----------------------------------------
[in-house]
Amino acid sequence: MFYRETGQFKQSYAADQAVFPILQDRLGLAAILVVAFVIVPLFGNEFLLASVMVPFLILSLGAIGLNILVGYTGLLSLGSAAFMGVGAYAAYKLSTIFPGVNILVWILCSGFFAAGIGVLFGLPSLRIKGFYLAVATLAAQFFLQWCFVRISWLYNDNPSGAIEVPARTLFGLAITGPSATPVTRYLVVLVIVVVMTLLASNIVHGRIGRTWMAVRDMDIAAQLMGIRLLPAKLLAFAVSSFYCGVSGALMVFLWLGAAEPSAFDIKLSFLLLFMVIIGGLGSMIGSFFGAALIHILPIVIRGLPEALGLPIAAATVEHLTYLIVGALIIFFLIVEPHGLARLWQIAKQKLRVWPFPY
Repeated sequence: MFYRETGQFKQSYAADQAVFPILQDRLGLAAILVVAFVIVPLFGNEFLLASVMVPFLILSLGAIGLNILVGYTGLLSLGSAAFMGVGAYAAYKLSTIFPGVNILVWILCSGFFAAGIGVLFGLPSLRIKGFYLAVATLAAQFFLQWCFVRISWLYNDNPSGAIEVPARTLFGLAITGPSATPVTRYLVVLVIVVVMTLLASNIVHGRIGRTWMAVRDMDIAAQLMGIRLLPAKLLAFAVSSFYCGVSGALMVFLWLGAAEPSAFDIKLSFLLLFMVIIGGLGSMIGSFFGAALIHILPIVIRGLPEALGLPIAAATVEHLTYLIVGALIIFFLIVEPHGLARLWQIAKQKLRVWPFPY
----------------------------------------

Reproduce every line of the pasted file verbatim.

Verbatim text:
[in-house]
Amino acid sequence: MFYRETGQFKQSYAADQAVFPILQDRLGLAAILVVAFVIVPLFGNEFLLASVMVPFLILSLGAIGLNILVGYTGLLSLGSAAFMGVGAYAAYKLSTIFPGVNILVWILCSGFFAAGIGVLFGLPSLRIKGFYLAVATLAAQFFLQWCFVRISWLYNDNPSGAIEVPARTLFGLAITGPSATPVTRYLVVLVIVVVMTLLASNIVHGRIGRTWMAVRDMDIAAQLMGIRLLPAKLLAFAVSSFYCGVSGALMVFLWLGAAEPSAFDIKLSFLLLFMVIIGGLGSMIGSFFGAALIHILPIVIRGLPEALGLPIAAATVEHLTYLIVGALIIFFLIVEPHGLARLWQIAKQKLRVWPFPY
Repeated sequence: MFYRETGQFKQSYAADQAVFPILQDRLGLAAILVVAFVIVPLFGNEFLLASVMVPFLILSLGAIGLNILVGYTGLLSLGSAAFMGVGAYAAYKLSTIFPGVNILVWILCSGFFAAGIGVLFGLPSLRIKGFYLAVATLAAQFFLQWCFVRISWLYNDNPSGAIEVPARTLFGLAITGPSATPVTRYLVVLVIVVVMTLLASNIVHGRIGRTWMAVRDMDIAAQLMGIRLLPAKLLAFAVSSFYCGVSGALMVFLWLGAAEPSAFDIKLSFLLLFMVIIGGLGSMIGSFFGAALIHILPIVIRGLPEALGLPIAAATVEHLTYLIVGALIIFFLIVEPHGLARLWQIAKQKLRVWPFPY